A reader asks:
My wife and I are 42 with a 13-year-old son. We moved to Phoenix, AZ as immigrants 7 years ago with just a couple thousand dollars to our name. Since then have slowly progressed in our careers. At this point, here’s what we have accomplished financially:
- Annual combined income: $350k
- Cash in checking accounts: $230k
- Mortgage: $530k (28 years left)
- Investments through 401k, 529 plans: $100k
- Stock Market: $75k
- Savings rate/month: $8k/month
We both plan to work for the next 13 years and then think about retirement. I need your suggestion on what options I have to better utilize the cash in checking accounts. Should I invest them into ETFs or blue chips in a lump sum? Or should I plan to invest in real estate for some passive income?
First, this is an amazing accomplishment and what makes this country great. I love this story.
You’ve gone from a couple thousand dollars to your name to saving nearly $100k a year which is a savings rate of almost 30% savings rate based on your income.
Creating a six-figure income combined with a high savings rate is the hardest part for most people. That’s how you reach financial freedom.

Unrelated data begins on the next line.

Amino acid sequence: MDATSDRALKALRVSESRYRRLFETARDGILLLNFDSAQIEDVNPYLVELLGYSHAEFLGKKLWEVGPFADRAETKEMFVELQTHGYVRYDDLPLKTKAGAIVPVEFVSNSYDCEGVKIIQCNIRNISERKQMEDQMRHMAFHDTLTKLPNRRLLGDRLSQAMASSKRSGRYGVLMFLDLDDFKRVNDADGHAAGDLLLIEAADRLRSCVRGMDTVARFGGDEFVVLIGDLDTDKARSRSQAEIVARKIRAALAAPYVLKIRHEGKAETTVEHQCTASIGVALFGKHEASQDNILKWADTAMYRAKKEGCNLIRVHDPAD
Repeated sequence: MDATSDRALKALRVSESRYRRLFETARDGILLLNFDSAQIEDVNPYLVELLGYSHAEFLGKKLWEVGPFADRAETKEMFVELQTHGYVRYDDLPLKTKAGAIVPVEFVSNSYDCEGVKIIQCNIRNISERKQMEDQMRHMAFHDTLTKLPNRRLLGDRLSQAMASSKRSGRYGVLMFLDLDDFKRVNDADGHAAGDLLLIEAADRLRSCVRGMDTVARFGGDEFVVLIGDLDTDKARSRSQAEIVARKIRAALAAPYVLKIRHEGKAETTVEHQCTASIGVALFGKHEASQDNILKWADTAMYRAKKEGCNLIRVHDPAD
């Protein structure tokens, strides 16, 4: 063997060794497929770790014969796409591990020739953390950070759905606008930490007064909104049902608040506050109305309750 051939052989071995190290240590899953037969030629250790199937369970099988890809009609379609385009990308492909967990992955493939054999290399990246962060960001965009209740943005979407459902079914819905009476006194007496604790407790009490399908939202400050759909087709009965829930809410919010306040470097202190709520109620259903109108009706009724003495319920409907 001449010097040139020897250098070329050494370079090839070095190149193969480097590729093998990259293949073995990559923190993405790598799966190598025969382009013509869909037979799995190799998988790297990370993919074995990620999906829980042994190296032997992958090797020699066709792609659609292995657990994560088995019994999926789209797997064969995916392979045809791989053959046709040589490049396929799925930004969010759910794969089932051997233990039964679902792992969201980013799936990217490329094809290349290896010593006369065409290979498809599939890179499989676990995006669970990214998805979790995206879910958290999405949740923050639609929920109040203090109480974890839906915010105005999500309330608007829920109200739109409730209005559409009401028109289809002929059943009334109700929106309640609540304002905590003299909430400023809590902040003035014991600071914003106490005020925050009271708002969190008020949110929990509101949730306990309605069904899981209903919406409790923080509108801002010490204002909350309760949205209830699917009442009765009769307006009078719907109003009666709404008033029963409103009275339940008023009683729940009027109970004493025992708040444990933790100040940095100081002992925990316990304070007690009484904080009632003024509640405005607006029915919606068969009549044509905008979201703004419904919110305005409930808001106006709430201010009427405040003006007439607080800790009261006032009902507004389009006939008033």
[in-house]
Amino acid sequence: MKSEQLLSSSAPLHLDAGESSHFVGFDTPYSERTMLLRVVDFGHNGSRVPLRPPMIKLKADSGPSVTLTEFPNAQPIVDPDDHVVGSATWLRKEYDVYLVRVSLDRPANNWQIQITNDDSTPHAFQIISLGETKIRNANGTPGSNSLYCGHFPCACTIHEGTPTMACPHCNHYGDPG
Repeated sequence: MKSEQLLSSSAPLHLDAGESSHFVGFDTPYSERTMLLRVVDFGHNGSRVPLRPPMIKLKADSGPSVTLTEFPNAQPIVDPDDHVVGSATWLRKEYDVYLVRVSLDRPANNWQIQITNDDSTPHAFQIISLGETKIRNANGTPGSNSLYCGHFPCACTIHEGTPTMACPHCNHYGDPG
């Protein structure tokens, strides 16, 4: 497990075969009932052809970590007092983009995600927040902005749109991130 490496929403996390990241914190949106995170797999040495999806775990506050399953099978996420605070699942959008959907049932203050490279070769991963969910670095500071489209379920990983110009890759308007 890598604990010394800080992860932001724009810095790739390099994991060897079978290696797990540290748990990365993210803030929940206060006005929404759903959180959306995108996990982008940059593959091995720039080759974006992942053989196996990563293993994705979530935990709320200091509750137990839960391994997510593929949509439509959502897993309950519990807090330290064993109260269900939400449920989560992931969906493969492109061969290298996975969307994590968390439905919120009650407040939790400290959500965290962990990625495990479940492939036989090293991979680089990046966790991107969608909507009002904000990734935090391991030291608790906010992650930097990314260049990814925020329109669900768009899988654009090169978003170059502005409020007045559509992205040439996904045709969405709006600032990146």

But you obviously have way too much cash on hand.
Your portfolio right now looks something like this:
- 19% in stocks (I’m assuming this is a brokerage account)
- 25% in retirement/529 plans
- 56% in cash
That is an ungodly amount of cash especially if it’s not being earmarked for a future purchase like a house (which doesn’t seem to be the case here).
I would love to be able to tell you how to invest this money — be it index funds or blue chip stocks or real estate but I can’t.
You can’t just wing it by putting your money into something and hoping for the best. You need an overarching investment philosophy to follow.
Seattle Seahawks coach Pete Carroll does a lot of speaking gigs in the off-season. Carroll is a high energy enthusiastic guy who has a Super Bowl and national championship under his belt so I can see why other coaches and business leaders would be interested in what he has to say.
In his talks he begins with a simple ask of the audience: “Raise your hand if you have a philosophy for your team or organization.”
Of course, everyone in the room always raises their hand.
What kind of leader would you be if you didn’t have a general philosophy?
Carroll then follows it up with this: “Can you describe your philosophy in 25 words or less?”
At this point, basically everyone’s hand goes down.
He’s been known to use this as an interview question for potential assistant coaching hires as well.
You don’t necessarily have to keep it to 25 words or less but having a philosophy is equally important when investing.
Let’s try it with my general investing philosophy:
- I believe less is more, costs & taxes matter, predictions are unreliable and performance is mean-reverting.
- I believe risk & reward are attached at the hip and a long time horizon is your friend.
- I believe investing must be tied to goals to work effectively.
- And I believe behavior will determine your success or failure as an investor.